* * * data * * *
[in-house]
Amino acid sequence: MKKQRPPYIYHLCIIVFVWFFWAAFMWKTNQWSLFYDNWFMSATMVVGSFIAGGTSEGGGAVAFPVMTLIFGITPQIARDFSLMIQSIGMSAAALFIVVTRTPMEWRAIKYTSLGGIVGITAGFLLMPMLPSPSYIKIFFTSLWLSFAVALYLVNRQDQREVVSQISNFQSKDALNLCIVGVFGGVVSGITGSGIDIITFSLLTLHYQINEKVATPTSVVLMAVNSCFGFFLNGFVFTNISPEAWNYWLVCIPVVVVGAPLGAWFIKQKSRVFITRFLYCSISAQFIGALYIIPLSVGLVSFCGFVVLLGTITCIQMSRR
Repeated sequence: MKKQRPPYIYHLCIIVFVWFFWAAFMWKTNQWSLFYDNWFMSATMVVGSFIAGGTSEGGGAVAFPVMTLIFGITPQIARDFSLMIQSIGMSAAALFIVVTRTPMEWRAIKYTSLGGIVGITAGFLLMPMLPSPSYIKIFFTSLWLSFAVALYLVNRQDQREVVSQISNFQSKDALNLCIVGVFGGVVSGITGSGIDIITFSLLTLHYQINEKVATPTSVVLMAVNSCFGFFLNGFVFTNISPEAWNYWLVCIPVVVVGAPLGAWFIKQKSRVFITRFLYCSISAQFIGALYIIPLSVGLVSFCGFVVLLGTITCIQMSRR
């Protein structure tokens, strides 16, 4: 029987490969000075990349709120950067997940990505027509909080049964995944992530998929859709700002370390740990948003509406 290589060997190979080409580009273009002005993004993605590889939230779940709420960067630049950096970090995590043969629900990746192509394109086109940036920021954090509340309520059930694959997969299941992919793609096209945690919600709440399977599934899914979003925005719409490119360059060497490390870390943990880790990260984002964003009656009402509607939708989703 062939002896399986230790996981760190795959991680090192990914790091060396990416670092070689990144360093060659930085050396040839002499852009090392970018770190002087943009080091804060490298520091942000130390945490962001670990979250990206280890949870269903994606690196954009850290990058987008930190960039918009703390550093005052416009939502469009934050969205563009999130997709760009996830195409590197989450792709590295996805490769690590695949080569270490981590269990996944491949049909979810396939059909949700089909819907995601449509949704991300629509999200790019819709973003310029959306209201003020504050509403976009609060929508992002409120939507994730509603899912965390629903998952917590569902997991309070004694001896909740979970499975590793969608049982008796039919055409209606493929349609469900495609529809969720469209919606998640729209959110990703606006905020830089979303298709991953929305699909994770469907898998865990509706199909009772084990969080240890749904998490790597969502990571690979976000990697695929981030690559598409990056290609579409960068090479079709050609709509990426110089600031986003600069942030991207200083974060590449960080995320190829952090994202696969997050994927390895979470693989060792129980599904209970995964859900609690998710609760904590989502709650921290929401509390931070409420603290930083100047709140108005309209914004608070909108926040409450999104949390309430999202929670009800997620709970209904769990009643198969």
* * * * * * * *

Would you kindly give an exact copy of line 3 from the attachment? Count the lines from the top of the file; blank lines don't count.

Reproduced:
Repeated sequence: MKKQRPPYIYHLCIIVFVWFFWAAFMWKTNQWSLFYDNWFMSATMVVGSFIAGGTSEGGGAVAFPVMTLIFGITPQIARDFSLMIQSIGMSAAALFIVVTRTPMEWRAIKYTSLGGIVGITAGFLLMPMLPSPSYIKIFFTSLWLSFAVALYLVNRQDQREVVSQISNFQSKDALNLCIVGVFGGVVSGITGSGIDIITFSLLTLHYQINEKVATPTSVVLMAVNSCFGFFLNGFVFTNISPEAWNYWLVCIPVVVVGAPLGAWFIKQKSRVFITRFLYCSISAQFIGALYIIPLSVGLVSFCGFVVLLGTITCIQMSRR